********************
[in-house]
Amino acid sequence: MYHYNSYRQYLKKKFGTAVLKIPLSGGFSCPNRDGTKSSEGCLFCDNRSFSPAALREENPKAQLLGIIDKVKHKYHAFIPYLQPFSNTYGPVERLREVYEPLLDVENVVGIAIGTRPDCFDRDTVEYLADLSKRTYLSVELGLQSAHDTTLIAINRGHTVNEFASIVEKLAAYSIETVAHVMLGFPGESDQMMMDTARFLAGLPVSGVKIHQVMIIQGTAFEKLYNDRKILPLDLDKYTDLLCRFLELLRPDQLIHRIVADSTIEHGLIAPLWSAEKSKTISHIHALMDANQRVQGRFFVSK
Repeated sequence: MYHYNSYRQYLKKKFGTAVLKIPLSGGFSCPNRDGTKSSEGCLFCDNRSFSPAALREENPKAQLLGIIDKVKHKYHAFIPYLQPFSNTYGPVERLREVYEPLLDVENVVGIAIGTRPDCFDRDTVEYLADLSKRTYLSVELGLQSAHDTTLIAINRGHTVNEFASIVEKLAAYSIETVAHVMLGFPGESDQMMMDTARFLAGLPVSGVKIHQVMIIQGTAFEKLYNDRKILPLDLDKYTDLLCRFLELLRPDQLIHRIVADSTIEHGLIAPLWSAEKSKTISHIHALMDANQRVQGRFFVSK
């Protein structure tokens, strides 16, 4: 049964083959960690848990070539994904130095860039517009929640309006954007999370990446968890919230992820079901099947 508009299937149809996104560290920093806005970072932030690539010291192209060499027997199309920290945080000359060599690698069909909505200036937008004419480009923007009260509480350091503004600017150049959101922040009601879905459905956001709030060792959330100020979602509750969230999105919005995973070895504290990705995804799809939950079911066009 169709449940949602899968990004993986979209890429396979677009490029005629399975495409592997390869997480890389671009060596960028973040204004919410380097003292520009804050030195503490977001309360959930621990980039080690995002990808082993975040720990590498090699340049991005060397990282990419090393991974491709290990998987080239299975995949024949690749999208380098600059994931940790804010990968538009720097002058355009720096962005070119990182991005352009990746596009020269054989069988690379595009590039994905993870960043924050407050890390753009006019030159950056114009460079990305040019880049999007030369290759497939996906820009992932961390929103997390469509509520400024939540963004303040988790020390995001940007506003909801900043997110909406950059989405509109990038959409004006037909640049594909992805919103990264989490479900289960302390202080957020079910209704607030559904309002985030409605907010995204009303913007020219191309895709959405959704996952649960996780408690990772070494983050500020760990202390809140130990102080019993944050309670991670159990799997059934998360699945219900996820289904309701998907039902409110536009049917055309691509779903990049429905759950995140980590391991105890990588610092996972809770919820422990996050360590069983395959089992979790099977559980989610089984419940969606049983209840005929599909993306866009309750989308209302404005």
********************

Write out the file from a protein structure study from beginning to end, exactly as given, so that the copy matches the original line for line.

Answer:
[in-house]
Amino acid sequence: MYHYNSYRQYLKKKFGTAVLKIPLSGGFSCPNRDGTKSSEGCLFCDNRSFSPAALREENPKAQLLGIIDKVKHKYHAFIPYLQPFSNTYGPVERLREVYEPLLDVENVVGIAIGTRPDCFDRDTVEYLADLSKRTYLSVELGLQSAHDTTLIAINRGHTVNEFASIVEKLAAYSIETVAHVMLGFPGESDQMMMDTARFLAGLPVSGVKIHQVMIIQGTAFEKLYNDRKILPLDLDKYTDLLCRFLELLRPDQLIHRIVADSTIEHGLIAPLWSAEKSKTISHIHALMDANQRVQGRFFVSK
Repeated sequence: MYHYNSYRQYLKKKFGTAVLKIPLSGGFSCPNRDGTKSSEGCLFCDNRSFSPAALREENPKAQLLGIIDKVKHKYHAFIPYLQPFSNTYGPVERLREVYEPLLDVENVVGIAIGTRPDCFDRDTVEYLADLSKRTYLSVELGLQSAHDTTLIAINRGHTVNEFASIVEKLAAYSIETVAHVMLGFPGESDQMMMDTARFLAGLPVSGVKIHQVMIIQGTAFEKLYNDRKILPLDLDKYTDLLCRFLELLRPDQLIHRIVADSTIEHGLIAPLWSAEKSKTISHIHALMDANQRVQGRFFVSK
């Protein structure tokens, strides 16, 4: 049964083959960690848990070539994904130095860039517009929640309006954007999370990446968890919230992820079901099947 508009299937149809996104560290920093806005970072932030690539010291192209060499027997199309920290945080000359060599690698069909909505200036937008004419480009923007009260509480350091503004600017150049959101922040009601879905459905956001709030060792959330100020979602509750969230999105919005995973070895504290990705995804799809939950079911066009 169709449940949602899968990004993986979209890429396979677009490029005629399975495409592997390869997480890389671009060596960028973040204004919410380097003292520009804050030195503490977001309360959930621990980039080690995002990808082993975040720990590498090699340049991005060397990282990419090393991974491709290990998987080239299975995949024949690749999208380098600059994931940790804010990968538009720097002058355009720096962005070119990182991005352009990746596009020269054989069988690379595009590039994905993870960043924050407050890390753009006019030159950056114009460079990305040019880049999007030369290759497939996906820009992932961390929103997390469509509520400024939540963004303040988790020390995001940007506003909801900043997110909406950059989405509109990038959409004006037909640049594909992805919103990264989490479900289960302390202080957020079910209704607030559904309002985030409605907010995204009303913007020219191309895709959405959704996952649960996780408690990772070494983050500020760990202390809140130990102080019993944050309670991670159990799997059934998360699945219900996820289904309701998907039902409110536009049917055309691509779903990049429905759950995140980590391991105890990588610092996972809770919820422990996050360590069983395959089992979790099977559980989610089984419940969606049983209840005929599909993306866009309750989308209302404005």